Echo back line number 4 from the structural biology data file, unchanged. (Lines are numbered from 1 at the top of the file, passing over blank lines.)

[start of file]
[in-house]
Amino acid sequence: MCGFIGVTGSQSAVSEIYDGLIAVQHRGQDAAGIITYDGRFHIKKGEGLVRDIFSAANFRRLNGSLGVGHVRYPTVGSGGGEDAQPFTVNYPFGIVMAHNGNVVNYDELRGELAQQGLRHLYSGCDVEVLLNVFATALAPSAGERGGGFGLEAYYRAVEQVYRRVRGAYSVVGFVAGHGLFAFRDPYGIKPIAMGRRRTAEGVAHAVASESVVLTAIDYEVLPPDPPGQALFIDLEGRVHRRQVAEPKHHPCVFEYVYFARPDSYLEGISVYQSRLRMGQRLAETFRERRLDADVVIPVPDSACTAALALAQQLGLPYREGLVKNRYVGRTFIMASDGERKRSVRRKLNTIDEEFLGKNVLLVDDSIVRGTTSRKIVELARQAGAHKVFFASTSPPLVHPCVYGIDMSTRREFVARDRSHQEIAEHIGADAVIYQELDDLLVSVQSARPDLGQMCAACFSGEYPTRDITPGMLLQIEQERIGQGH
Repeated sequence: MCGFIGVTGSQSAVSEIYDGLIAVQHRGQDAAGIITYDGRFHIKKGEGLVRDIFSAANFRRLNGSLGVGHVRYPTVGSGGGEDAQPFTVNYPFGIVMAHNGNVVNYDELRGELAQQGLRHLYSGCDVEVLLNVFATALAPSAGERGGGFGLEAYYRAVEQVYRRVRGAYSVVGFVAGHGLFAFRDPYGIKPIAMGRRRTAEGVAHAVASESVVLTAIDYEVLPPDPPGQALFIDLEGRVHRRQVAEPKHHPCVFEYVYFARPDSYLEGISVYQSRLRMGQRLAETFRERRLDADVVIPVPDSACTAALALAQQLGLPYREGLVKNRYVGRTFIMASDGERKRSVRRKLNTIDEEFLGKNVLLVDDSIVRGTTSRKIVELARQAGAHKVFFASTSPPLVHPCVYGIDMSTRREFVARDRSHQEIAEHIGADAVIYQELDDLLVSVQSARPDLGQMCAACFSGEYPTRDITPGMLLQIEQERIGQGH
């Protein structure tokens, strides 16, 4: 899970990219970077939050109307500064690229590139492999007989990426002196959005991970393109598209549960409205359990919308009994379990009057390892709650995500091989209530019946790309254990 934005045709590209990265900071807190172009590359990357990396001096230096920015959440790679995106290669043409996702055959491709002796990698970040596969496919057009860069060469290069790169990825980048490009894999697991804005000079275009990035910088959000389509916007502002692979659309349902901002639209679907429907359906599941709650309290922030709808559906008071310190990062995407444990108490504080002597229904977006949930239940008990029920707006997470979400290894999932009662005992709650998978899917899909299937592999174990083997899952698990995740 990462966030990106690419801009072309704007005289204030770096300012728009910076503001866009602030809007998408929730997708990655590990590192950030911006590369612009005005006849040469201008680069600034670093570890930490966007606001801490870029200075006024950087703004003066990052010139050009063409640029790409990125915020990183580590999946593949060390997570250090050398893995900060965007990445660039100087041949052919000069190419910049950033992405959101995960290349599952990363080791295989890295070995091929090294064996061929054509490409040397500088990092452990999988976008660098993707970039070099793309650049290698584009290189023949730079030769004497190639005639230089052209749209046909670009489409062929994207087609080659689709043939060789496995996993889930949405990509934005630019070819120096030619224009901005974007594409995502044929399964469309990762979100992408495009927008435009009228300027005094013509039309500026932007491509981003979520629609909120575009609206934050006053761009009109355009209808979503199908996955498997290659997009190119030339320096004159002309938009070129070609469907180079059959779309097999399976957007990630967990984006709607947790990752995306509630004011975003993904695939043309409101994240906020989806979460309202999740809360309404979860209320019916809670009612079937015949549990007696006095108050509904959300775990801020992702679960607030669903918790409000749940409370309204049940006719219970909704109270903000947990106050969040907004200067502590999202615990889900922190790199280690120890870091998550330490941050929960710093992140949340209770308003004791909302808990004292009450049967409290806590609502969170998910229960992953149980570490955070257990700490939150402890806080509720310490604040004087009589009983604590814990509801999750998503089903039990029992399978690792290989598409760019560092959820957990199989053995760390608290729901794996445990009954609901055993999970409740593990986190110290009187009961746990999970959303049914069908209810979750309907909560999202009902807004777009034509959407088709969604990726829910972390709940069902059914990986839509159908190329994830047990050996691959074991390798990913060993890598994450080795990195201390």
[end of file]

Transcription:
């Protein structure tokens, strides 16, 4: 899970990219970077939050109307500064690229590139492999007989990426002196959005991970393109598209549960409205359990919308009994379990009057390892709650995500091989209530019946790309254990 934005045709590209990265900071807190172009590359990357990396001096230096920015959440790679995106290669043409996702055959491709002796990698970040596969496919057009860069060469290069790169990825980048490009894999697991804005000079275009990035910088959000389509916007502002692979659309349902901002639209679907429907359906599941709650309290922030709808559906008071310190990062995407444990108490504080002597229904977006949930239940008990029920707006997470979400290894999932009662005992709650998978899917899909299937592999174990083997899952698990995740 990462966030990106690419801009072309704007005289204030770096300012728009910076503001866009602030809007998408929730997708990655590990590192950030911006590369612009005005006849040469201008680069600034670093570890930490966007606001801490870029200075006024950087703004003066990052010139050009063409640029790409990125915020990183580590999946593949060390997570250090050398893995900060965007990445660039100087041949052919000069190419910049950033992405959101995960290349599952990363080791295989890295070995091929090294064996061929054509490409040397500088990092452990999988976008660098993707970039070099793309650049290698584009290189023949730079030769004497190639005639230089052209749209046909670009489409062929994207087609080659689709043939060789496995996993889930949405990509934005630019070819120096030619224009901005974007594409995502044929399964469309990762979100992408495009927008435009009228300027005094013509039309500026932007491509981003979520629609909120575009609206934050006053761009009109355009209808979503199908996955498997290659997009190119030339320096004159002309938009070129070609469907180079059959779309097999399976957007990630967990984006709607947790990752995306509630004011975003993904695939043309409101994240906020989806979460309202999740809360309404979860209320019916809670009612079937015949549990007696006095108050509904959300775990801020992702679960607030669903918790409000749940409370309204049940006719219970909704109270903000947990106050969040907004200067502590999202615990889900922190790199280690120890870091998550330490941050929960710093992140949340209770308003004791909302808990004292009450049967409290806590609502969170998910229960992953149980570490955070257990700490939150402890806080509720310490604040004087009589009983604590814990509801999750998503089903039990029992399978690792290989598409760019560092959820957990199989053995760390608290729901794996445990009954609901055993999970409740593990986190110290009187009961746990999970959303049914069908209810979750309907909560999202009902807004777009034509959407088709969604990726829910972390709940069902059914990986839509159908190329994830047990050996691959074991390798990913060993890598994450080795990195201390």